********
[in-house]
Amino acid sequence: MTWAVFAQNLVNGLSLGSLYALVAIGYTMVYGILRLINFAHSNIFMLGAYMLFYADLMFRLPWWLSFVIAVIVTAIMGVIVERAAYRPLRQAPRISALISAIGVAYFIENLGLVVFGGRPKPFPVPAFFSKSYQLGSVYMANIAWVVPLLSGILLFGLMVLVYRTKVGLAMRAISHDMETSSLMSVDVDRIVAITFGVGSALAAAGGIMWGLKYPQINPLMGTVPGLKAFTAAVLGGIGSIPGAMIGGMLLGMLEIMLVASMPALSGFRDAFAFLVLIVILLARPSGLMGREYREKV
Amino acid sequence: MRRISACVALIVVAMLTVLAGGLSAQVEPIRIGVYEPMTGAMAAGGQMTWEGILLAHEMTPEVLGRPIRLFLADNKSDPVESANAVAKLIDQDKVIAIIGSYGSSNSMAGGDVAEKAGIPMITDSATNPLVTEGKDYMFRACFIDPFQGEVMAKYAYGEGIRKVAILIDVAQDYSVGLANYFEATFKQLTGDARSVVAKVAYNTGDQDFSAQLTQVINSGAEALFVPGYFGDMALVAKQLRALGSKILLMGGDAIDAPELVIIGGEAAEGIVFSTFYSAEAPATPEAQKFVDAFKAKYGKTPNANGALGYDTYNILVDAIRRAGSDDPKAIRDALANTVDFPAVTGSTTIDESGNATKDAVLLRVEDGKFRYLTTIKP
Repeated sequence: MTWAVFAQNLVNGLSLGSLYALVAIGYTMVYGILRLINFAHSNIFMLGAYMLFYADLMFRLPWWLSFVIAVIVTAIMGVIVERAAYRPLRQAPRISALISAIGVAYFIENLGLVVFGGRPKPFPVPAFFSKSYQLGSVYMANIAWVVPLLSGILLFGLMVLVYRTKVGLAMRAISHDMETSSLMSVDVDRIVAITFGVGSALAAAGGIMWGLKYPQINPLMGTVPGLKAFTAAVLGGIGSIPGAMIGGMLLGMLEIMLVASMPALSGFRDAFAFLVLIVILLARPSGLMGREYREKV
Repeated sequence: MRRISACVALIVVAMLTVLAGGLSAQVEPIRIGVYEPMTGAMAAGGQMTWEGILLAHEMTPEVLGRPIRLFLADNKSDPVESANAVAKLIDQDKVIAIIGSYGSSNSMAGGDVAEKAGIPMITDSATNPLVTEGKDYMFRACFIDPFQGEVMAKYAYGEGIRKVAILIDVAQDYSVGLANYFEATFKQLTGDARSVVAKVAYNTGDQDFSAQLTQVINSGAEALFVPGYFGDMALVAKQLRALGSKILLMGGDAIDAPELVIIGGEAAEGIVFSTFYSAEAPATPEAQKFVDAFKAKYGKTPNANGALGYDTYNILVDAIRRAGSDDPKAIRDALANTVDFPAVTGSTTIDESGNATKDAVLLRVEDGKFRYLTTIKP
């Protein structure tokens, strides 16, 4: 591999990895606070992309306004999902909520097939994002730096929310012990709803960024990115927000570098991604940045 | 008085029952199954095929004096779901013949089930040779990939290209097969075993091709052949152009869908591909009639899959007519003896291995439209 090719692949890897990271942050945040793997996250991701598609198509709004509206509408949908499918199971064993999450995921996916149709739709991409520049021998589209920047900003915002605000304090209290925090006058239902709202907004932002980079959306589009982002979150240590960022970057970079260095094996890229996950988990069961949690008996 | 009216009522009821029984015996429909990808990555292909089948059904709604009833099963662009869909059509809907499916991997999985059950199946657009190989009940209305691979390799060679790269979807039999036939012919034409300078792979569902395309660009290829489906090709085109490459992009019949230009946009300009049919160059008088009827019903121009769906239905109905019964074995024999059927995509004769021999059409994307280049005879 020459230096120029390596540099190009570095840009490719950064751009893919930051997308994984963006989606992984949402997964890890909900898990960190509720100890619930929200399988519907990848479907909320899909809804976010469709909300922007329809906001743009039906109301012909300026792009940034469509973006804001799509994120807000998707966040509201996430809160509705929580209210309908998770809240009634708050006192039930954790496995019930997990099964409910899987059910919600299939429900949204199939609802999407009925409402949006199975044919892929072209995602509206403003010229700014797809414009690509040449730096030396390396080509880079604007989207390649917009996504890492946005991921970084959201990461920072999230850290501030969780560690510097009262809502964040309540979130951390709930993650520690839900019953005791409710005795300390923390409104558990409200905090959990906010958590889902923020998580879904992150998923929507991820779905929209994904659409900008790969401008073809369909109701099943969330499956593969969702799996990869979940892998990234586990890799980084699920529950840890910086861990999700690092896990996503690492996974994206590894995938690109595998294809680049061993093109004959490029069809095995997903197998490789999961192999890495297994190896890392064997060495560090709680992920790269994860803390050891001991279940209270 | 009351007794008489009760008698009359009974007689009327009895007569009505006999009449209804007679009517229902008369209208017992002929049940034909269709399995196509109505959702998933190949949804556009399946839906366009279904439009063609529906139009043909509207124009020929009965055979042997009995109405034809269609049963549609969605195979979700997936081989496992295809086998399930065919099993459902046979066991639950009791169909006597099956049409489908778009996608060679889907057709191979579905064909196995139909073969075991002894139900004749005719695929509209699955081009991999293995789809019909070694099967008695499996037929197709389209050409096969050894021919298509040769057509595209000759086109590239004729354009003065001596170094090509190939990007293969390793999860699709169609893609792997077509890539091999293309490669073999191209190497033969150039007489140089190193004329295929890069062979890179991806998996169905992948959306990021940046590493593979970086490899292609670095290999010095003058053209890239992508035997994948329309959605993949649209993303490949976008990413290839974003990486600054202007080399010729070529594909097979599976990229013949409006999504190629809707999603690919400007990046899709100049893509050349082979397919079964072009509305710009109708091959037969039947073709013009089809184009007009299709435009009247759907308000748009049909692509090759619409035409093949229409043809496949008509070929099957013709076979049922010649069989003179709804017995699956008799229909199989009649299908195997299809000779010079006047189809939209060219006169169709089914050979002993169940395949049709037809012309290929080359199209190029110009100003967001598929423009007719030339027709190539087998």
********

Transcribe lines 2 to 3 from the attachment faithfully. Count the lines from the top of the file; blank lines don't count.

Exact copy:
Amino acid sequence: MTWAVFAQNLVNGLSLGSLYALVAIGYTMVYGILRLINFAHSNIFMLGAYMLFYADLMFRLPWWLSFVIAVIVTAIMGVIVERAAYRPLRQAPRISALISAIGVAYFIENLGLVVFGGRPKPFPVPAFFSKSYQLGSVYMANIAWVVPLLSGILLFGLMVLVYRTKVGLAMRAISHDMETSSLMSVDVDRIVAITFGVGSALAAAGGIMWGLKYPQINPLMGTVPGLKAFTAAVLGGIGSIPGAMIGGMLLGMLEIMLVASMPALSGFRDAFAFLVLIVILLARPSGLMGREYREKV
Amino acid sequence: MRRISACVALIVVAMLTVLAGGLSAQVEPIRIGVYEPMTGAMAAGGQMTWEGILLAHEMTPEVLGRPIRLFLADNKSDPVESANAVAKLIDQDKVIAIIGSYGSSNSMAGGDVAEKAGIPMITDSATNPLVTEGKDYMFRACFIDPFQGEVMAKYAYGEGIRKVAILIDVAQDYSVGLANYFEATFKQLTGDARSVVAKVAYNTGDQDFSAQLTQVINSGAEALFVPGYFGDMALVAKQLRALGSKILLMGGDAIDAPELVIIGGEAAEGIVFSTFYSAEAPATPEAQKFVDAFKAKYGKTPNANGALGYDTYNILVDAIRRAGSDDPKAIRDALANTVDFPAVTGSTTIDESGNATKDAVLLRVEDGKFRYLTTIKP